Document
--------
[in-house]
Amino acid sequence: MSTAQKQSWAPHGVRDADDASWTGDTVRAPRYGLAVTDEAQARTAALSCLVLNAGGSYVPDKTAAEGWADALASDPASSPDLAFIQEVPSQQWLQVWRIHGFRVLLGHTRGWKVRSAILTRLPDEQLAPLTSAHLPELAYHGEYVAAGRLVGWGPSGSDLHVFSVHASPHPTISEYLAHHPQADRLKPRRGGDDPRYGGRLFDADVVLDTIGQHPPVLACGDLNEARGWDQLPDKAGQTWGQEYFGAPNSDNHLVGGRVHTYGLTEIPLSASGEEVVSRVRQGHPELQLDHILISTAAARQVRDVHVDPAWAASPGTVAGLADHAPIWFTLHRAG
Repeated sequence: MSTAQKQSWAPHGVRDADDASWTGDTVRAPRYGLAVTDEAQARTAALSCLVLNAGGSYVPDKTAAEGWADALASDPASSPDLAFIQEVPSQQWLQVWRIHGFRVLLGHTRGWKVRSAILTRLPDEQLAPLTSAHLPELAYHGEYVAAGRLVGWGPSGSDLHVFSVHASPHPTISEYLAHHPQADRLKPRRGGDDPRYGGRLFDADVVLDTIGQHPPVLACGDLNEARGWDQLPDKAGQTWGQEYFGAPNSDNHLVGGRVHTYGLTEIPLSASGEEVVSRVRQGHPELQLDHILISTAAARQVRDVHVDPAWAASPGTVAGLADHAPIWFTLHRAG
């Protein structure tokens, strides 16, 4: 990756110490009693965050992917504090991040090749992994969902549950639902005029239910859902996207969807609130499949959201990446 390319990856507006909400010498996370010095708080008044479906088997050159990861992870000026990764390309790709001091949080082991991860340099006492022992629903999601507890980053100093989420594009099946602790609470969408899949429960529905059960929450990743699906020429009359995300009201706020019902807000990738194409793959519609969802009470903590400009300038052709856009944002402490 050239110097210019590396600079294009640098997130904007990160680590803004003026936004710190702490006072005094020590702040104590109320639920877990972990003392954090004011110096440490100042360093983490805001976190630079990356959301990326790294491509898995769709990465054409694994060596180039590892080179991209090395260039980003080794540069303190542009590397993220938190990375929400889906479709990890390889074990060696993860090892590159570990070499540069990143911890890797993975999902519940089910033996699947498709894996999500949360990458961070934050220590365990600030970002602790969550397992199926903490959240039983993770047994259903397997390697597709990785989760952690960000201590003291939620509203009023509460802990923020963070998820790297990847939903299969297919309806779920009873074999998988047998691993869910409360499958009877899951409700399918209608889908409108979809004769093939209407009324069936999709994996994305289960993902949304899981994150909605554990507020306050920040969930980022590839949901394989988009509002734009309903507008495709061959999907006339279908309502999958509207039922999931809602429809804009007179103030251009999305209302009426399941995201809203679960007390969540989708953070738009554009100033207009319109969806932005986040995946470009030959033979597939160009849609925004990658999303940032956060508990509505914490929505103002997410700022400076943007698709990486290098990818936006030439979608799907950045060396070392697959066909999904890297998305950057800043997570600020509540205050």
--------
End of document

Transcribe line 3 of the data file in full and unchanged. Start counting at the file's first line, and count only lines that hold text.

Repeated sequence: MSTAQKQSWAPHGVRDADDASWTGDTVRAPRYGLAVTDEAQARTAALSCLVLNAGGSYVPDKTAAEGWADALASDPASSPDLAFIQEVPSQQWLQVWRIHGFRVLLGHTRGWKVRSAILTRLPDEQLAPLTSAHLPELAYHGEYVAAGRLVGWGPSGSDLHVFSVHASPHPTISEYLAHHPQADRLKPRRGGDDPRYGGRLFDADVVLDTIGQHPPVLACGDLNEARGWDQLPDKAGQTWGQEYFGAPNSDNHLVGGRVHTYGLTEIPLSASGEEVVSRVRQGHPELQLDHILISTAAARQVRDVHVDPAWAASPGTVAGLADHAPIWFTLHRAG